Alibaba Group Holding (BABA) shares lurched 4.0% lower in Hong Kong trading on Friday, after the company's efforts to build business in cut-price group buying caused profit margins to slip, and miss estimates.
The Chinese e-commerce giant is investing heavily in Taobao Deals and its new community-grocery business, in which buyers group together to order goods at a discount. Management said in reporting earnings on Thursday that the company will invest all its incremental profits from fiscal 2022 back into "new retail" and those strategic areas of growth.
It's a risky strategy, but Alibaba will be counting on its size making the difference. Bulk buying is a crowded field in China, where rivals such as JD.com (JD) and Meituan (MPNGY) are also burning cash to build business. The return is unsure.
The "fundamental credit question for investors is whether this is the beginning of an explosive new market, or a fad that will lead to diminished margins and wasted capital," S&P noted in a January report on community buying when the trend took off.
It is a sign of just how successful Alibaba is that these earnings are considered a disappointment. March-quarter revenue rose 64% to C¥187.4 billion (US$28.6 billion), beating consensus estimates by 4%. The company predicts sales will rise another 30% in the year ahead, to C¥930 billion (US$144 billion) for the 12 months through March 2022.
That would be startling growth for most companies. But the market is looking at the overall profit margin of 12%, which fell 5 percentage points, and missed estimates by 1.7 percentage points.
Alibaba also recorded an operating loss for the first time since it went public in 2014, thanks to a a record US$2.8 billion fine in China for monopolistic behavior. That's a one-off, though, which caused a loss from operations of C¥7.7 billion (US$1.2 billion) for the March quarter. Investors can now look beyond that penalty, caused by practices such as the "Pick One From Two" policy of forcing major brands to offer goods exclusively on the Alibaba platform.
There's no doubt it has been a dark 12 months for Alibaba shares, which have normally lit up portfolios. They have fallen by one-third from a record high in late October, leaving them at much the same price as they were a year ago. October was also the fateful month when company figurehead Jack Ma took to the stage at a financial conference in Shanghai and criticized China's financial regulators and system as antiquated and small-minded.
The stock actually jumped 8.5% in mid-April after Chinese regulators levied the record fine on Alibaba. The shares bounced then because the fine removed an overhang from the company. It was also eminently payable out of Alibaba's US$51.7 billion cash balance. At 4% of total revenue in China, it could have been worse, as high as 10%.
Alibaba's share fall was at odds with a strong day for shares in general in East Asia, building on U.S. gains the day before. The Hang Seng benchmark in Hong Kong rose 1.1%, while mainland shares advanced 2.4% in the form of the CSI 300 index of the largest Shanghai and Shenzhen stocks. The broad-market Topix index in Tokyo added 1.9%.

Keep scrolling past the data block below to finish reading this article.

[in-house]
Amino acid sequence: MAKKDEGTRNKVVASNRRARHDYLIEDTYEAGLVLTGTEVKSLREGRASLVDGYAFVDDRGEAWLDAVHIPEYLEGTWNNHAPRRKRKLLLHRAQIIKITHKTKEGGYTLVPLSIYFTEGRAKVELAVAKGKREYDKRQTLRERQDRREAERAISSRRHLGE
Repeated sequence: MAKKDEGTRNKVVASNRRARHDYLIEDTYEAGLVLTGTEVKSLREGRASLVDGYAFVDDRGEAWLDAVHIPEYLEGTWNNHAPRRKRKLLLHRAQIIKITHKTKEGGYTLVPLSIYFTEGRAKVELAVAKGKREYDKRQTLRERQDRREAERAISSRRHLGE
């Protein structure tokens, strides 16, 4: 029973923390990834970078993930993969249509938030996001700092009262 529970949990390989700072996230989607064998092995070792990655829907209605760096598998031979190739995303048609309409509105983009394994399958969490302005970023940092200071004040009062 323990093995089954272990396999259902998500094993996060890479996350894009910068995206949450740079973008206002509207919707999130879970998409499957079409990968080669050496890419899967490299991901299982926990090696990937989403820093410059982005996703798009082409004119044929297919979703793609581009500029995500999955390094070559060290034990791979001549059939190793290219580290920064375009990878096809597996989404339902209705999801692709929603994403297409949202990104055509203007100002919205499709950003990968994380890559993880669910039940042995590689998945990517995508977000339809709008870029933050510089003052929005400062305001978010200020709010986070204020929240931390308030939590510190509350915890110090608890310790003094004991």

The March quarter now being reported also represents the end of Alibaba's fiscal year. Chairman and CEO Daniel Zhang championed the "historic milestone" of moving past 1 billion annual active consumers worldwide for the first time. Total gross merchandise volume reached US$1.2 trillion.
The Taobao Deals business is booming. Total monthly active customers moved past 150 million in the March quarter, up some 50% from the 100 million for the three months through December.
"Community buying" took off during the COVID-19 pandemic, when grocery stores temporarily closed and shoppers were looking to avoid close confines. Groups of consumers appoint a leader to choose items and take delivery, something proving particularly popular in smaller and poorer cities.
S&P estimates community buying hit C¥130 billion (US$20.2 billion) in 2020. That is still a small fraction of the overall C¥39 trillion (US$6.1 trillion) online spend in China. But bulk buying is likely to grow 50% to 60% in 2021, the rating agency predicts. It may also help companies shift grocery spending online in China, which is a US$770 billion industry.
The question is whether Alibaba will gain by betting big to cater to discount-seeking, less-wealthy shoppers. Community buying has been described as the "most heated battleground in the entire Internet space" by Nomura's China Internet analysts. China has a history of companies overcrowding into the exact same space, discounting heavily to build business as fast as possible. Inevitably, there's a crash when the cash burns out.
Meituan, which started out as a grocery-delivery specialist, is already active with bulk buying in 2,000 cities. Pinduoduo (PDD) has also been an early mover in that retail segment. JD.com is investing heavily to catch up, and will likely eke out a slim 1.7% net profit margin this year due to that spending.
Alibaba, of course, has the deepest pockets in China. It generated a loss of C¥13.7 billion, up 113% in a year, from investment into new businesses, mainly Taobao Deals, bulk buying and "new retail."
Management now says it will reinvest all its incremental profits from the year ahead through March 2022 into those new business lines, including community-grocery buying. That will likely produce flat earnings for the next fiscal year, whereas Nomura's analysts originally anticipated a 10% increase. The gap would represent Alibaba investing additional funding of C¥20 billion (US$3.1 billion) in those new business lines.